- Autonomous endogenous or exogenous androgen excess
- Virilising tumours originating from adrenals or gonads
- Exogenous testosterone treatment
The term ‘‘premature thelarche’’ (PT) refers to isolated breast development before age 8 in girls, without any other signs of sexual maturation. Of all premature puberty disorders in girls, PT is the most common. The incidence is highest in the first year of life, falling in the second, third, and fourth years, and slightly increasing after the fifth year. Some consider that this increase might represent an ‘‘intermediate’’ entity, between isolated PT and central precocious puberty (PP), (also ‘‘thelarche variant,’’ ‘‘atypical PT’’) characterized by older age at onset, which some authors believe may progress to PP17.
Most term newborns have breast tissue, which has been attributed to pregnancy hormone stimulation, with regression of breast tissue occurring at 3 months of age in both genders. Subsequent studies have demonstrated that breast tissue in infants persists beyond 3 months and is physiological, most likely due to secretion of gonadotropins and estrogens in infancy. Classic isolated premature thelarche in most patients occurs after documented regression of the neonatal breast nodule, although in 30-40% breast tissue is present from birth. Persistence of breast tissue after 10 months of age has traditionally been accepted as one criterion for classic premature thelarche, although 6 months has been the accepted cut-off in some studies. In healthy children palpable breast tissue was still present in 45.2% of male and 61.6% of female visits after 10 months of age. At age 18 months, 5% of girls had a breast size unit greater than 2.88 cm2 and 5% of boys had a breast size unit greater than 1.00 cm2 18.
The possible progression of PT to PP has not been well established. Some studies found that girls with PT had normal puberty and did not progress to PP. Age of menarche has been reported as correlated with maternal age at menarche or somewhat earlier, but still within the normal range. Other studies showed that PT may progress to PP at a variable rate, from 10% to 18.4%. Girls with thelarche could progress into precocious puberty irrespective of their age of presentation17.
The pathophysiology of premature thelarche is still unknown. PT has been postulated to result from transient partial activation of the hypothalamic-pituitary-gonadal axis with excessive secretion of follicle-stimulating hormone (FSH), increased breast sensitivity to estradiol, transient estradiol secretion by an ovarian cyst, increased estrogen production from precursors of adrenal origin, and increased dietary estrogen, including soy-based formula17.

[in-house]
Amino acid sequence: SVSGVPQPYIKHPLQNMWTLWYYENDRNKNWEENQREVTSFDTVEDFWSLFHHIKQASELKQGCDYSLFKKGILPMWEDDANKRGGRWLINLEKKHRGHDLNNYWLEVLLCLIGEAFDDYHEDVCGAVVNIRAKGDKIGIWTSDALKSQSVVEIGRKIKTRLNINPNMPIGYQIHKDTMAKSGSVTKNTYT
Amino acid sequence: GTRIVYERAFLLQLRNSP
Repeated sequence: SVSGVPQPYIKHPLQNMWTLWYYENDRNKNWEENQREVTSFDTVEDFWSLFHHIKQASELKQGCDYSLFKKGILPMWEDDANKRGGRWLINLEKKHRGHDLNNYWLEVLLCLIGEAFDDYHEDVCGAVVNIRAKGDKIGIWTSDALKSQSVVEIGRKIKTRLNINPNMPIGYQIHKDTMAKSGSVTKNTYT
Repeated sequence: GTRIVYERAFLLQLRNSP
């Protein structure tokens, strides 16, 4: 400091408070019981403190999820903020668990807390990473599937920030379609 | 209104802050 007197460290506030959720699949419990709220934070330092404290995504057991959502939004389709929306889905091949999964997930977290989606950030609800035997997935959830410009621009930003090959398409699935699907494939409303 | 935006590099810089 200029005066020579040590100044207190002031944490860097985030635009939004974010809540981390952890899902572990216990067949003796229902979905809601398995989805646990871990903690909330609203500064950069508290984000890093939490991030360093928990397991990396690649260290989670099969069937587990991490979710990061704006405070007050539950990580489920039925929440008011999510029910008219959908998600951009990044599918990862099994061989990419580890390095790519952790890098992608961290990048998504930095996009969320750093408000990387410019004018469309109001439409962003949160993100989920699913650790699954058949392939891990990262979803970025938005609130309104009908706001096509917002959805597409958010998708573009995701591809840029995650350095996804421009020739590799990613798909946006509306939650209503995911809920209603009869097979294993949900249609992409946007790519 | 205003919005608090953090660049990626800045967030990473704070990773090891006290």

Cyclic vaginal bleeding in the absence of other signs of secondary sexual development was described in 4 girls by Heller et al19 and given the name premature menarche. Premature menarche is a transient disorder although the duration of premature bleeding may be several years. Normal pubertal development with resumption of menstruation occurs at an appropriate age and has no effect on the subsequent fertility of the patient. It does not appear to result in any limitation of the final height of the patient20.
Gonadotropin pulsatile secretion in girls with premature menarche showed luteinizing hormone (LH) pulses with low amplitude and a pubertal pattern of frequency whereas follicle-stimulating hormone (FSH) increased without demonstrable episodic secretion. Luteinizing hormone-releasing hormone (LHRH) tests demonstrated that FSH responses are greater than the LH responses, as in prepuberty. Estradiol levels were augmented above the normal prepubertal range21.
Constitutional Delay of Growth and Puberty
An adolescent who is falling off the growth curve will prove to be healthy but have a constitutional delay of growth and puberty. These late bloomers typically move to a lower height centile sometime before the age of 3 years, and then remain on the same height centile throughout most of their childhood. At around 12 to 14 years of age for boys (10 to 12 years for girls), which is the typical period of concern, they again cross downward to a lower height centile, due to the delayed onset of their pubertal growth spurt relative to their peers16.
Puberty is a sensitive phase of physical, mental, and social development for both girls and boys. A thorough acquaintance with the normal course of puberty is necessary. Any deviation from it, though it will be viewed with great anxiety by the young patient, can represent either a normal or pathological variant of pubertal development. The physician should be able to provide the young patient with accurate information and see him or her through the process of puberty in a reassuring manner3.